Are you planning a trip from Fuengirola to Marbella?
It is one of the easiest destinations to reach from Fuengirola, with or without a car.
Here is your practical guide on travelling from Fuengirola to Marbella.
How to Get from Fuengirola to Marbella with a Car?
The best way to get from Fuengirola to Marbella is via A-7 which goes along the coastline and has no tolls.
It does get busy and there are frequent bus stops on the highway, so drive carefully.
The journey takes approximately 20 minutes with a car, depending on the traffic.
The other option, slightly faster, is the AP-7 which is North of the A-7, and usually less busy but you have to pay a toll to use it (around 7 euros for a one-way trip, less in winter months).
It is slightly faster and considerably less busy compared to the A-7, the journey takes approximately 15 minutes.
How Much is a Taxi from Fuengirola to Marbella?
If you take Uber from Fuengirola to Marbella, it will cost between 40 – 50 euros one way, depending on the time of day and day of the week.
It also depends on the drop-off point, if you’re going all the way to Puerto Banus, it will be more expensive.
If you’re taking a standard taxi, it might be slightly cheaper as they have better rates for out of town trips and the driver will be able to give you an estimate for the price before you get into the car.
How Much is a Bus from Fuengirola to Marbella?
One-way ticket costs around 3 euros and can be purchased at the station or directly from the bus driver.
If you’re starting your journey at Fuengirola main station, you should get the tickets at the booth as the driver will ask you to do that.
Make sure you have some small change with you as the drivers are not happy if you hand over a 20 euro bill.
Can you Take a Train from Fuengirola to Marbella?
The train network ends in Fuengirola main station and doesn’t continue further south.
Where Can You Take Bus from Fuengirola to Marbella?
The best place to take the bus is from the main bus station in central Fuengirola.
The bus goes every 30 mins and the journey takes between 1 hr 10 mins to 1 hr 30 mins. Just a word of warning – the bus stops a lot (especially on the highway), so arm yourself with patience.
It stops in a few locations in Fuengirola and the outskirts, and then the allocated bus stops for urbanisations along the highway.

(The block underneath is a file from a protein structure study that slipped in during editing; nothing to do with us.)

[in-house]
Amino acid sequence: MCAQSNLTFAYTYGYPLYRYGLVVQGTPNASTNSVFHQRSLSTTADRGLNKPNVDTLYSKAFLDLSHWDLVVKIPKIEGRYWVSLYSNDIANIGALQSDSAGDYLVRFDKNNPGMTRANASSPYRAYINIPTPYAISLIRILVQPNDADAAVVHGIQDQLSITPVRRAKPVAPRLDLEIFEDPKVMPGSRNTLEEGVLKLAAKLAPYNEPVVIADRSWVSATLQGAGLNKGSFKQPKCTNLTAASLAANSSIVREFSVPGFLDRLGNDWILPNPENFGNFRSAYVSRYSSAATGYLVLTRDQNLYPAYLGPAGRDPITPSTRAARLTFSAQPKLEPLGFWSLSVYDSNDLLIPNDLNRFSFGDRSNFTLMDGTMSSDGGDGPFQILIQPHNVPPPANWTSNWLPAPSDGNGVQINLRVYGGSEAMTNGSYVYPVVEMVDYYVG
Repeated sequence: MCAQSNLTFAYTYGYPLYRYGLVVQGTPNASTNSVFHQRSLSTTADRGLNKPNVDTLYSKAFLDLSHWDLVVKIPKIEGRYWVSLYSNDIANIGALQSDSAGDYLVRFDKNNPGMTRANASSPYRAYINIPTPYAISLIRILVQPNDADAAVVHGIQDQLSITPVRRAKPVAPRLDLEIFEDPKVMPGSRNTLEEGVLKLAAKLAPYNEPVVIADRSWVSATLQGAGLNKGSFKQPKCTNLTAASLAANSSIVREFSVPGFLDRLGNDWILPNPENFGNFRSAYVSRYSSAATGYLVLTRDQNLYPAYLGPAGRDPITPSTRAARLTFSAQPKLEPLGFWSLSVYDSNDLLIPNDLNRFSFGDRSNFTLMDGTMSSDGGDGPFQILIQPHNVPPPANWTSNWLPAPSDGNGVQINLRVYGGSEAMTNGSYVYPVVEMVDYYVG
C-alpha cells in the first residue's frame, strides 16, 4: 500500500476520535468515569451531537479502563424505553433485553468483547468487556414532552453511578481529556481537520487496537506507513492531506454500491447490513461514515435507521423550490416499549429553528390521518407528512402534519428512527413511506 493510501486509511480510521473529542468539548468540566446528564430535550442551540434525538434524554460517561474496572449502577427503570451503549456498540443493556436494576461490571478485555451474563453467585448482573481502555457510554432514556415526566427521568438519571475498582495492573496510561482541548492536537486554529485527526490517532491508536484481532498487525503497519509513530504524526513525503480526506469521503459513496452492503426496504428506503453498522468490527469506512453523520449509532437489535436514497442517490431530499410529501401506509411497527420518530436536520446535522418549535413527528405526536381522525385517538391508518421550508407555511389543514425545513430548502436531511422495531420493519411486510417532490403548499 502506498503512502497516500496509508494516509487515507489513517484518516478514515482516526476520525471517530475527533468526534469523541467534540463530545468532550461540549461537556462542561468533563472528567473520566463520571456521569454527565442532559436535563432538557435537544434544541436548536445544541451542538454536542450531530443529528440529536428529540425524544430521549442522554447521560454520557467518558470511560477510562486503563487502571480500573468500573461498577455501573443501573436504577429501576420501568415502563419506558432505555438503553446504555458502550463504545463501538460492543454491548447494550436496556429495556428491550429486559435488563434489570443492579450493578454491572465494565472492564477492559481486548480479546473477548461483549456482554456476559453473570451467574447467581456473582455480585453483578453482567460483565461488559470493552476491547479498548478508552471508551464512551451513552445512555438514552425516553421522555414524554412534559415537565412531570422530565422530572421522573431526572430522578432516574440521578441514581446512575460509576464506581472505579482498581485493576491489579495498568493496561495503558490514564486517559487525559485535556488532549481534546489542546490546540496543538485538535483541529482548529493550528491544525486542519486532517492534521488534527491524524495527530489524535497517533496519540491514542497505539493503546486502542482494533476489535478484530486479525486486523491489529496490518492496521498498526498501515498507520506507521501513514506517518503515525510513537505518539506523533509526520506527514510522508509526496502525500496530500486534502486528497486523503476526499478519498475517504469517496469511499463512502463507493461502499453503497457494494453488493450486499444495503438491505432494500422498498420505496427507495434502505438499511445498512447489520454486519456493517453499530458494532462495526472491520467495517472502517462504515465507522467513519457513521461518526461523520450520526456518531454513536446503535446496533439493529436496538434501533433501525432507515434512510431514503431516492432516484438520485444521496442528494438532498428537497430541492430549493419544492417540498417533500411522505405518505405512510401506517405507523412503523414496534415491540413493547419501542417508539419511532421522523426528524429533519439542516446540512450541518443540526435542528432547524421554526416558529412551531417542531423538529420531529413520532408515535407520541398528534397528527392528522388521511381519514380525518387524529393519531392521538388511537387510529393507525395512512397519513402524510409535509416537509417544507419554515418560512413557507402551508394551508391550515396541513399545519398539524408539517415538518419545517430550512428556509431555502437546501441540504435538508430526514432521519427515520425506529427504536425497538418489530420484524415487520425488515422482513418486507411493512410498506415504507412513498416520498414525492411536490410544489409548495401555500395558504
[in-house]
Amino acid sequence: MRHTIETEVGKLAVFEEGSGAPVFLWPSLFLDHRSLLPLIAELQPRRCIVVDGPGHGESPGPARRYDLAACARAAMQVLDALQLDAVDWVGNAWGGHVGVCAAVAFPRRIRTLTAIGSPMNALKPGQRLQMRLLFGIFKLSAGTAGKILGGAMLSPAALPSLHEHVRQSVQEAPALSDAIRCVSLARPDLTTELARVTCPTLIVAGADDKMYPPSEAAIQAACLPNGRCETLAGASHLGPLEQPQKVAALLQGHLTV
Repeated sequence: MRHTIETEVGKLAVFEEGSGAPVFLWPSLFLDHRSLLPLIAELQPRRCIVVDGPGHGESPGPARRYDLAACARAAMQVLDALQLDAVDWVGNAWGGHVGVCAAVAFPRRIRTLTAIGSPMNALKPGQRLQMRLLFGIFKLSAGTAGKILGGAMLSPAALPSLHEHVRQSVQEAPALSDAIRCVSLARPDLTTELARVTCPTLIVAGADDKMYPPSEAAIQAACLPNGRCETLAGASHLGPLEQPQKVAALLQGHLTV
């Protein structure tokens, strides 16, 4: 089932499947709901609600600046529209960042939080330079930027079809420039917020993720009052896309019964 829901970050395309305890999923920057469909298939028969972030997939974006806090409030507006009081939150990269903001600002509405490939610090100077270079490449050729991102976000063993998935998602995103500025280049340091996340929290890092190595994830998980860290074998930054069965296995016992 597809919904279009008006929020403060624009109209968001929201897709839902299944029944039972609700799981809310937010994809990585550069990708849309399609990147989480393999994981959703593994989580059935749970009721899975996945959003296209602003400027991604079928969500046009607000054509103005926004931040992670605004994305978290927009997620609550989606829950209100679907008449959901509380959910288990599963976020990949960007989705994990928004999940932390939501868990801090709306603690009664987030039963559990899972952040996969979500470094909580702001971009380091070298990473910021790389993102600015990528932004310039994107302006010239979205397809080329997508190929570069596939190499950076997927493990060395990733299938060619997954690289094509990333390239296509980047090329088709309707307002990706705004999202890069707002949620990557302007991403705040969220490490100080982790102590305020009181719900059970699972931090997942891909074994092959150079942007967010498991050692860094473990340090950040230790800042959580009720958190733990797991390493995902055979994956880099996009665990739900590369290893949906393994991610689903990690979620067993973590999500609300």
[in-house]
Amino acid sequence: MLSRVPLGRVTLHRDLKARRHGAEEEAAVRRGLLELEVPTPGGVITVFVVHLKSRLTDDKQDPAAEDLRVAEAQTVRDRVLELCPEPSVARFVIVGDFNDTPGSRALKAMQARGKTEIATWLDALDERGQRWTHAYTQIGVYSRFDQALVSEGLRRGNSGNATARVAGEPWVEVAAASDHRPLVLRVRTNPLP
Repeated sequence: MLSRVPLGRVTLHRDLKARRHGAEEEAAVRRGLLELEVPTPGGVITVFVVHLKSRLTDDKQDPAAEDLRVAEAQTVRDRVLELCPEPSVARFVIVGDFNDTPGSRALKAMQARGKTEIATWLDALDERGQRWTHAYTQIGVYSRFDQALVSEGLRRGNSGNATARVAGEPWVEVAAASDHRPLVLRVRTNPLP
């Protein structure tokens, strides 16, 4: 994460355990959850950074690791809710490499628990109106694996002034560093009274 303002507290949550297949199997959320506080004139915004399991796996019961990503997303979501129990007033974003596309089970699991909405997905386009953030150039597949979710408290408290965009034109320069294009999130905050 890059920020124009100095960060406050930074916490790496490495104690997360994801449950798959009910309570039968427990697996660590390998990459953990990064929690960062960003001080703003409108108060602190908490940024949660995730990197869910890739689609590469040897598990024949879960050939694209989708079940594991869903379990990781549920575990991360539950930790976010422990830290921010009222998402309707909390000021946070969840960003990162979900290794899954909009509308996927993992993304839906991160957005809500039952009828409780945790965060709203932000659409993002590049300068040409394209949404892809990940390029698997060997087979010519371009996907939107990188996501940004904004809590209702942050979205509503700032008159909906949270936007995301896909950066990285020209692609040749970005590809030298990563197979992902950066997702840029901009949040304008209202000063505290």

The station booth also displays the bus times (on the window).
Don’t get confused about the two places where buses stop.
The main routes go from the side of the main building (Calle Alfonso XIII), while the local bus to Mijas Pueblo (and others) stop around the corner at Av. Matias Saenz de la Tejada (known as Terminal Fuengirola Sur).
Where to Park in Marbella?
Parking in Marbella is no fun task, especially in the summer.
The old town and Puerto Banus are some of the hardest places to find a parking spot if you just want to leave your car somewhere on the street.
Even though there are public car parks, they tend to be quite expensive. Here are some options:
Parking Indigo at Avenida del Mar – this is one of the biggest and most central car parks in the city, it’s right behind Alameda Park. Car access is from Av. Macintosh or C. El Fuerte.
Parking Fuerte – very close to the beach and central area, plus a bonus point – it also has a charging station for electric cars. Access also from Calle El Fuerte.
Plaza de la Victoria Car Park – great location if you’re visiting the old town and don’t want to walk too far. Access from calle Huerta Chica.
Municipal Market car park – also located next to the old town, with access through Avenida del Mercado.
El Molino – this is a 24-hour public parking option with surveillance cameras with a great location in the centre.
Benabola Car Park – this car park in Puerto Banus is located under the Plaza Suites Hotel. As with everything in Puerto Banus, it’s quite expensive, but in a convenient location. Access through Avenida José Banús.
Saba Car Park – also located in the centre of Puerto Banus, it offers charging stations for electric cars too.
El Calvario – if you want an economical parking option for Marbella, this is your best bet. The only issue is that it’s not open at weekends, and on weekdays it closes at 4.30pm.
Is Marbella Worth Visiting?
It has the best of both worlds – the charm of an old village in the old town, but also flashy beach clubs, a long beach promenade and an opulent display of wealth in Puerto Banus.
Marbella has some of the best restaurants and beach clubs on Costa del Sol, and thanks to the long beach line, you will not struggle to find a free sun lounger in the summer months.
If you’re only coming for a day trip, there’s plenty to see to fill your whole day.